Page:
Rose Wiley stopped working as a hospital MRI tech more than a year ago, but she still has dreams about it. In them Wiley hears “codes,” the overhead pages that alert hospital staff to a patient emergency.
“I can still hear that in my head,” Wiley said. “These were special respiratory codes overhead, and it was hard to concentrate because you heard them and you knew it was COVID patients. It was traumatic to hear those respiratory codes all the time.”
This would have been Wiley’s 39th year working as an MRI tech for UChicago Medicine Ingalls Memorial Hospital. The longtime Homewood resident continued to care for patients throughout the pandemic before catching COVID and becoming so ill she was forced to quit.
Instead of continuing the work she loved and retiring on her own timeline, the Homewood resident became disabled. Wiley is now a COVID long-hauler, living with crushing fatigue and a chronic heart arrhythmia.
“My heart was broken by COVID, metaphorically and truly,” Wiley said.
Putting in ‘500%’
Although UChicago, like most hospitals, temporarily suspended non-emergency procedures during the first COVID surge, Wiley said she remained busy in the MRI department. Now however, one favorite aspect of her job — seeing different patients all day — put her at increased risk of contracting the virus.
“There’s no portable MRI system, so patients were coming to us,” Wiley said. “We had extensive exposure to COVID patients all through 2020.”
Isolated in her work, Wiley said she often felt lonely and helpless, but she soldiered on. Despite the excruciating circumstances, she said the hospital provided plenty of personal protective equipment and her coworkers stayed committed.
“All of us were putting in 500% and working 12-hour shifts. Health care workers take an oath to work in those situations. We’re built for it,” she said. “This was a once-in-a-century type of thing. There are so many people I worked with who are true heroes, who are still there now.”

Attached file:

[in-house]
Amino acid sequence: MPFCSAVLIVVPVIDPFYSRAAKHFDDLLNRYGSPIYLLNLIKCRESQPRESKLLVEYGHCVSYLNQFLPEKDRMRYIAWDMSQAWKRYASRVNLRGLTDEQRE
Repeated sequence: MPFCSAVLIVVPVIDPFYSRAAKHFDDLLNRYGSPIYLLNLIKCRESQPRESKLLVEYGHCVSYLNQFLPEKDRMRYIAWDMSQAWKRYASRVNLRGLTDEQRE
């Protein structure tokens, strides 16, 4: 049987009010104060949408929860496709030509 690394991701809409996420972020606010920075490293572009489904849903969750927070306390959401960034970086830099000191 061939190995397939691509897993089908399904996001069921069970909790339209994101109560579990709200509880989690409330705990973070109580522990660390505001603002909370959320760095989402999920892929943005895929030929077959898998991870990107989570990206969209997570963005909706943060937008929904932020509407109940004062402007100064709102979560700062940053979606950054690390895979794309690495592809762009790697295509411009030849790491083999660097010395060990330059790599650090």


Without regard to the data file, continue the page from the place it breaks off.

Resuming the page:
Gratitude bouquets and angry politics
While managing the local effects of a global pandemic, health care workers also became targets of scornful patients who rejected the truth about COVID-19. Wiley said she’s saddened by the way political discourse during the pandemic’s peak “fogged so much of the science.”
“I had patients who, because of political affiliations, spit at me, refused to put a mask on. We all had to deal with people who didn’t want to grasp the situation that was going on. They didn’t want to be careful,” Wiley said. “For me, it was sad we had to fight against that (in addition to) the stress of our job.”
There were expressions of gratitude from the community, as well. Like many of her coworkers, Wiley was sometimes redirected to assist in other areas of the hospital. One day while taking temperatures at the front desk with a colleague, a woman walked in and handed them each a bouquet of flowers.
More than two years into the pandemic, Wiley said she understands that the free meals and floral bouquets have faded away. What she hopes remains is a new appreciation of health care workers.
“People have to be respectful of (health care workers) who take so much on,” Wiley said. “They’re not there for the money. They don’t have to do what they’re doing. They don’t have to risk their family’s health or their health. We all chose to be there.”
Reflecting on illness, emotion and service
In October 2020, Wiley became sick with what doctors believe was COVID. She suffered a fever for five weeks, unable to walk or function for months.
The virus damaged her heart, and Wiley said she feels 10 years older. She struggles to complete activities that were no problem two years ago, and she’s only starting to come to terms with the emotional toll. It took her a while to confide in her husband, Terrance.
“I couldn’t really talk about it for six months,” Wiley said. “I didn’t know how to process what I went through. Everyone at the hospital must feel like that.”
She thinks it will take a while for health care workers to recover from the anxiety and trauma of working through the pandemic. Though they can push it aside to get the job done, that stress compounds and catches up, Wiley said.
If anything good happened during COVID, Wiley said she’s glad people appreciate one another more. She personally takes time to thank public service workers such as her mailman, calling it a profound act that “shines on our humanity.”
Despite her experiences and ongoing health problems, Wiley said she harbors no resentment about working during the COVID-19 pandemic.
“What keeps me going is that I know I answered the call,” she said. “I know I was there for the patients who needed me, as so many others are today. I feel a sense of comfort in that. We’re all going to be OK.”
Health & Wellness 2022 stories